From Minority Leader Nancy Pelosi, D-San Francisco:

Nancy Pelosi“Today, the President has taken an important step forward toward restored relations with Cuba. Taking Cuba off the state sponsors of terror list removes an outdated designation that no longer serves the security interests of the United States, nor the democratic aspirations of the Cuban people.

“This move continues the historic normalization of relations between our countries. It will facilitate the opening of new markets for American banks and businesses, and new opportunities for the people of Cuba.

“I hope we can continue to take our relations in a positive and constructive direction, and build on the historic progress we have made thus far.”

From Speaker John Boehner, R-Ohio:

John Boehner“I am disappointed that the White House seems determined to reward the Castro regime, which has a clear record of repression at home and exporting violence throughout the region. Not even a week has passed since the brutal attacks on Cuban democracy protestors in Panama City during the Summit for the Americas. Those attacks – and the Castros’ long history of human rights violations – demonstrate the folly of revisiting diplomatic relations with this communist dictatorship and removing it from the State Department’s list of state sponsors of terror.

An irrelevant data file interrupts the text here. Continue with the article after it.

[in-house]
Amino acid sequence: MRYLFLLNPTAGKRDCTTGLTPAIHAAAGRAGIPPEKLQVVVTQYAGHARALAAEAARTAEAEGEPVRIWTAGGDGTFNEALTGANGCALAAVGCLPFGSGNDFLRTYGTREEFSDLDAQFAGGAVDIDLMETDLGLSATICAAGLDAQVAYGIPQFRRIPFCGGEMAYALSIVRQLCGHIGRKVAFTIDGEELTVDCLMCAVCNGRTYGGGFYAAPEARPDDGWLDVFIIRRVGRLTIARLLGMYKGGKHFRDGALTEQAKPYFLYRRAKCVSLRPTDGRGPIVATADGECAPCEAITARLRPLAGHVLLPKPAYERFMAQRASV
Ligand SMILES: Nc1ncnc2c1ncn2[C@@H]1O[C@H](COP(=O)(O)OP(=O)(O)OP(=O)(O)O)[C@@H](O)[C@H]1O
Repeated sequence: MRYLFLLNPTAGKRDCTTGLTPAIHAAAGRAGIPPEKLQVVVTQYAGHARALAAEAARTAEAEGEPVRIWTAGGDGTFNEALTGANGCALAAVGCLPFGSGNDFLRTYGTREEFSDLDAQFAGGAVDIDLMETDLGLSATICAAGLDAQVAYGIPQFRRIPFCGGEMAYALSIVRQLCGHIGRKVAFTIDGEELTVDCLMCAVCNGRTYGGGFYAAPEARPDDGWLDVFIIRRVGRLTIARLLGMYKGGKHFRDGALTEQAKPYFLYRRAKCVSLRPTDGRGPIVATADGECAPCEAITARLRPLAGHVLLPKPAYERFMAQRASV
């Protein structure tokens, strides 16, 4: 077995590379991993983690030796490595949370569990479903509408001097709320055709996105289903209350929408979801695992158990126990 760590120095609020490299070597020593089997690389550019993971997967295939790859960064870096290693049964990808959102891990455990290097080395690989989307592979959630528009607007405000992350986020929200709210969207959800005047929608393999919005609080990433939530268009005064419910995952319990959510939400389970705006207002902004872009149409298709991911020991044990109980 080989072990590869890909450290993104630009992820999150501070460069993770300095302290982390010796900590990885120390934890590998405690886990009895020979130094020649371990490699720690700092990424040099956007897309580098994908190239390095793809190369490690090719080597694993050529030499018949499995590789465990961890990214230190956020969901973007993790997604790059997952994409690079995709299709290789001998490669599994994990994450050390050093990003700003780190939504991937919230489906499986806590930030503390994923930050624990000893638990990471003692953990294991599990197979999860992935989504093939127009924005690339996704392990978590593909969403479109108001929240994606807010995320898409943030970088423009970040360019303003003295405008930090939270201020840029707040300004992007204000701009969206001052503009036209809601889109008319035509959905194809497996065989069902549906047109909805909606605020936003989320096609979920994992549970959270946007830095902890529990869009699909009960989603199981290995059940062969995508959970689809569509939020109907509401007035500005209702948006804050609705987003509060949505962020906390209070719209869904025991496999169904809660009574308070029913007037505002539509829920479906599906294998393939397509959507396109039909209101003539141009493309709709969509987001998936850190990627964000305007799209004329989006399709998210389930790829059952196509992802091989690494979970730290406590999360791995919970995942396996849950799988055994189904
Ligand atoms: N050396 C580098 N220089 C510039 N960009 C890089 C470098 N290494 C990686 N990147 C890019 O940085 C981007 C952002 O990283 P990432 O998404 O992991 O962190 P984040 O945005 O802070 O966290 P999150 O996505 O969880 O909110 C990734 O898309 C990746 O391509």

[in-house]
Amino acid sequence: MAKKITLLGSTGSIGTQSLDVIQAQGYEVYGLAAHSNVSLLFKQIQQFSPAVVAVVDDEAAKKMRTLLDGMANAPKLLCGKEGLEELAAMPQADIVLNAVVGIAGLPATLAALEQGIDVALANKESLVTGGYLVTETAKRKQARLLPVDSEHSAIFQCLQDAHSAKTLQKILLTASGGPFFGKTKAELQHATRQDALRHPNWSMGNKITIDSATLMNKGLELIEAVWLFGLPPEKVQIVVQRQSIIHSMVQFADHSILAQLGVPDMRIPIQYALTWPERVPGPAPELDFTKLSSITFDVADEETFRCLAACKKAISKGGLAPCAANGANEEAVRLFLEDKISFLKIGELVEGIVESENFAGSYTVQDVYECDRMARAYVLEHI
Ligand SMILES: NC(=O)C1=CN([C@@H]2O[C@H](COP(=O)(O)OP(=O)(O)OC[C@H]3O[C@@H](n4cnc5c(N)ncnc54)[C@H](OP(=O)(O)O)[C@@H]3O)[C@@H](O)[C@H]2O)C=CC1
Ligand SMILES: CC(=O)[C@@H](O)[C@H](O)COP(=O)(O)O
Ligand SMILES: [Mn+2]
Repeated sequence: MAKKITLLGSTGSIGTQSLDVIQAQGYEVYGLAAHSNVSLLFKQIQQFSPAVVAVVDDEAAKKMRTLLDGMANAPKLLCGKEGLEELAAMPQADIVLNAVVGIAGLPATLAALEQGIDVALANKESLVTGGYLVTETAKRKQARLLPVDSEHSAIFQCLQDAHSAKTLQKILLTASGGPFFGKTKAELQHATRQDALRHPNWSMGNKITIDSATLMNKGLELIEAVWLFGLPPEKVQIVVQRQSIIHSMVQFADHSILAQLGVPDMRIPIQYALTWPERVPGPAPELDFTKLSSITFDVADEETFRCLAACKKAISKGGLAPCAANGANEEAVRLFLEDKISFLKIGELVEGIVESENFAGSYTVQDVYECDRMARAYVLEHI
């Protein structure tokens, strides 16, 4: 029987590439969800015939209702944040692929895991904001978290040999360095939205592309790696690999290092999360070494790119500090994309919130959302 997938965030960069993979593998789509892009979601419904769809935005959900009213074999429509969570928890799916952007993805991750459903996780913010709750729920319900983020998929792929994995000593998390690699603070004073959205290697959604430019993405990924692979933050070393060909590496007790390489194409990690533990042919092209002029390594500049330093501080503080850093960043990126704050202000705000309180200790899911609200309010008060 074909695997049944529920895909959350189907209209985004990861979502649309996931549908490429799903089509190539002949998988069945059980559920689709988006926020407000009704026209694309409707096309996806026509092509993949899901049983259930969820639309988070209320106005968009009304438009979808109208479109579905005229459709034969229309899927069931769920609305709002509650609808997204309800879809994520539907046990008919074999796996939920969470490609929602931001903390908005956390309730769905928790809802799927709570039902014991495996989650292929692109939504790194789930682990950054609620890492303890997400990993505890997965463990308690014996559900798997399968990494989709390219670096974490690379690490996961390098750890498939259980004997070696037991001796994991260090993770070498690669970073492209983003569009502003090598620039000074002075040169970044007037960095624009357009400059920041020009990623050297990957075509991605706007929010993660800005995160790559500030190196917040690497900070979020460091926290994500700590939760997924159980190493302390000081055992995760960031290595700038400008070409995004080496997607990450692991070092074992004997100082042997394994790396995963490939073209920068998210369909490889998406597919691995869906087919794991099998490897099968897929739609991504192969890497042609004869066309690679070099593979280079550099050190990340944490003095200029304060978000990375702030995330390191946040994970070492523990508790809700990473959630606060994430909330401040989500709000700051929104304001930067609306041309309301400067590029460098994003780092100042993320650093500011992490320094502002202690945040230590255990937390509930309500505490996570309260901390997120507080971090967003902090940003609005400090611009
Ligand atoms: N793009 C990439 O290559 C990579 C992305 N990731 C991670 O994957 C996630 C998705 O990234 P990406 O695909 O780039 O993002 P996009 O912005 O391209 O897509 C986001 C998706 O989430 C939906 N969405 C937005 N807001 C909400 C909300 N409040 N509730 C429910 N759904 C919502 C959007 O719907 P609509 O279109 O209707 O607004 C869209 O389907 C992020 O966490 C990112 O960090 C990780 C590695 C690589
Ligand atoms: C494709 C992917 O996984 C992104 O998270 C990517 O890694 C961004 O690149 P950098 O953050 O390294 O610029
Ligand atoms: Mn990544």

“Cozying up to the oppressive regime in Cuba is a blow to all who long for liberty and dignity. And it’s just one more example of this administration focusing more on befriending our enemies than helping our allies. The United States has a responsibility to stand strong for all those who struggle for freedom, and the House of Representatives is committed to doing its part.”

From Rep. Barbara Lee, D-Oakland:

Barbara Lee (Dec-2010)“I am pleased that President Obama will be removing Cuba from the State Sponsor of Terrorism List. This action is long overdue and is an important step toward fully normalizing relations with Cuba.

“Along with many of my colleagues, I have long called for Cuba to be removed from this list. In December of 2013, I wrote a letter calling for de-list Cuba. I have reiterated that call in subsequent letters, including a December 2014 letter signed by 37 of my colleagues, which called for moves toward normalization ahead of the Summit of the Americas.